Att frigöra (sig från) moderns begär: om Lars von Triers Antichrist
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This article is an analysis of Lars von Trier’s Antichrist (2009). In spite of the line of the female character in the film, “Freud is dead”, I argue that the film is thoroughly congenial with psychoanalysis in its opening primal scene and in its dream-like aesthetics, turning the characters into representations of one consciousness that could be seen as the little son’s. As I see the film it is as much about a son dealing with the sexuality of his parents (looking much like murder) as about a man and a woman dealing with the loss of their son. Thus the opening scene in a remarkable way transforms the primal scene, the child witnessing his parents’coïtus, into something liberating, perhaps the son’s liberation from maternal desire. Based on Lacan’s understanding of Antigone, I argue that the film is a tragedy, situated in a universe “between two deaths”. Furthermore I show the film’s universe to be the baroque and allegorical universe of a nature radically separated from God and its “anti-christianism” to reside in its depiction of nature as unredeemed as well as in its turning upside down not only the myth of Christ, but also the myth of Oedipus.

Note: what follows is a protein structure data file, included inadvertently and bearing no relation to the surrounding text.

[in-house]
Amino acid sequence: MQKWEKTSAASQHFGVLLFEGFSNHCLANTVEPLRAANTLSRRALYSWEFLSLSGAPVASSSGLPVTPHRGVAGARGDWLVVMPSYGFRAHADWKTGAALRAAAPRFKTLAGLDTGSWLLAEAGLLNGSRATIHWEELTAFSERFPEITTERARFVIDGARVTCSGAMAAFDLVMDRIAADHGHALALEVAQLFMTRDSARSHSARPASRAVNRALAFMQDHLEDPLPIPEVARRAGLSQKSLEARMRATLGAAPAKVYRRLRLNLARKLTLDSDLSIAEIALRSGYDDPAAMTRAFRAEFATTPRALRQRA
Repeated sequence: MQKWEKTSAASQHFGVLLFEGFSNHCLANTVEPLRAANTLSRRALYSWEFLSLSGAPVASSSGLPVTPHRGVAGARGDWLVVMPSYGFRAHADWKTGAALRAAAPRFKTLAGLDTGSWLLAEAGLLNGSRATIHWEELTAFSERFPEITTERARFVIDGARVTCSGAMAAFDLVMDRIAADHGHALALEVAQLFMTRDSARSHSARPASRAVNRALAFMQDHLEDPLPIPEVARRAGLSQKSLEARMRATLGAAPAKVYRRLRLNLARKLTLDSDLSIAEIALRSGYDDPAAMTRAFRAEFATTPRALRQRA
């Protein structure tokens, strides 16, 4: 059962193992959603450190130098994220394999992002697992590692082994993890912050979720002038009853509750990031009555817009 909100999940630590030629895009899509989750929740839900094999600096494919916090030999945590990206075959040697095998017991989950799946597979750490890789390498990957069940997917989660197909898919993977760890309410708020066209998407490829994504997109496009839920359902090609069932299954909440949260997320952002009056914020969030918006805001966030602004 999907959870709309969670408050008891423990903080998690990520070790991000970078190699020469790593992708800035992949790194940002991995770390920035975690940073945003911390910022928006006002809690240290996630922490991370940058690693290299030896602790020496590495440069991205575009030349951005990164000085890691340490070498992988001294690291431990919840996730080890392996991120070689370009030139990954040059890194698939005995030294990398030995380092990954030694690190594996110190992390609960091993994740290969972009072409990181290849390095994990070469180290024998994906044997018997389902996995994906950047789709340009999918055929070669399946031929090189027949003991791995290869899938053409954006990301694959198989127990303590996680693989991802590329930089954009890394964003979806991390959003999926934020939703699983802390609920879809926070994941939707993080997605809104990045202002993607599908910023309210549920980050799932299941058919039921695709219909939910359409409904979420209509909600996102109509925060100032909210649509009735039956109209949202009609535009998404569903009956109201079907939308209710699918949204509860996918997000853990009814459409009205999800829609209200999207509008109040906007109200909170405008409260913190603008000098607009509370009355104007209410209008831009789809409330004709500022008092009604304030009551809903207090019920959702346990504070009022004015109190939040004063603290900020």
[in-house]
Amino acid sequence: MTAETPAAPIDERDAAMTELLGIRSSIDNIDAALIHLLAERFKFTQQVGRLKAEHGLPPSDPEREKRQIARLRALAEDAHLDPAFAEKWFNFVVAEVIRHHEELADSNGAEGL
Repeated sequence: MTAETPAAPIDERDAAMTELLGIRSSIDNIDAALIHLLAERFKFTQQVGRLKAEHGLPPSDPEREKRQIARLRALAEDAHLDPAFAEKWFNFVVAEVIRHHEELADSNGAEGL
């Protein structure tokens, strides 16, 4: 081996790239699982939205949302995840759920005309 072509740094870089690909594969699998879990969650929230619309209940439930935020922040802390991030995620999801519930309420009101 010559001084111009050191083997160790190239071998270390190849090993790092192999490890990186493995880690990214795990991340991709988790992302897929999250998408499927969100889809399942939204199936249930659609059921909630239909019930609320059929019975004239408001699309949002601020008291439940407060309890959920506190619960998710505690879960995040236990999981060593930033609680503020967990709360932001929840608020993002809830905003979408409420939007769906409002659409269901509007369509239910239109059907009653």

|Tidsskrift||Divan.Tidsskrift för psykoanalys och kultur|
|Status||Udgivet - dec. 2010|
- Det Humanistiske Fakultet - Lars von Trier, psykoanalytisk filmanalyse , Urscene, dødsdrift, Jacques Lacan, tragedie, allegori